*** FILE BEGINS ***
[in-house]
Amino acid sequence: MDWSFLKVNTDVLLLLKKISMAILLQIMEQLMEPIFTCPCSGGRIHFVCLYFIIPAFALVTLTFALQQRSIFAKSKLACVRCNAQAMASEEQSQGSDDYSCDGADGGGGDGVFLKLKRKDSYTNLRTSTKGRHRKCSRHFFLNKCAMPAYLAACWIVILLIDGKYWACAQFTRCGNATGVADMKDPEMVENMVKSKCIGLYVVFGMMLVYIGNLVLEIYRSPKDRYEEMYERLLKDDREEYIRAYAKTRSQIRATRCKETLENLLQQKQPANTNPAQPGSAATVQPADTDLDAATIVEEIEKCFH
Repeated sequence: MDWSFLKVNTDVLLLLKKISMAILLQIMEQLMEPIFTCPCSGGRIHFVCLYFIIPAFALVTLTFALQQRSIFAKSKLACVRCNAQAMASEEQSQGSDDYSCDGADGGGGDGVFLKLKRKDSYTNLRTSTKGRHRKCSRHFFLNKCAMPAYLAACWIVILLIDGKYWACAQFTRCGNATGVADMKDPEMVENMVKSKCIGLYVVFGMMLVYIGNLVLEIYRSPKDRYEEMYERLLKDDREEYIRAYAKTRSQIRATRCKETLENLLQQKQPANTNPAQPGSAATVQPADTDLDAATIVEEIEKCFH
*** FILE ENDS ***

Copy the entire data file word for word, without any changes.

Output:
[in-house]
Amino acid sequence: MDWSFLKVNTDVLLLLKKISMAILLQIMEQLMEPIFTCPCSGGRIHFVCLYFIIPAFALVTLTFALQQRSIFAKSKLACVRCNAQAMASEEQSQGSDDYSCDGADGGGGDGVFLKLKRKDSYTNLRTSTKGRHRKCSRHFFLNKCAMPAYLAACWIVILLIDGKYWACAQFTRCGNATGVADMKDPEMVENMVKSKCIGLYVVFGMMLVYIGNLVLEIYRSPKDRYEEMYERLLKDDREEYIRAYAKTRSQIRATRCKETLENLLQQKQPANTNPAQPGSAATVQPADTDLDAATIVEEIEKCFH
Repeated sequence: MDWSFLKVNTDVLLLLKKISMAILLQIMEQLMEPIFTCPCSGGRIHFVCLYFIIPAFALVTLTFALQQRSIFAKSKLACVRCNAQAMASEEQSQGSDDYSCDGADGGGGDGVFLKLKRKDSYTNLRTSTKGRHRKCSRHFFLNKCAMPAYLAACWIVILLIDGKYWACAQFTRCGNATGVADMKDPEMVENMVKSKCIGLYVVFGMMLVYIGNLVLEIYRSPKDRYEEMYERLLKDDREEYIRAYAKTRSQIRATRCKETLENLLQQKQPANTNPAQPGSAATVQPADTDLDAATIVEEIEKCFH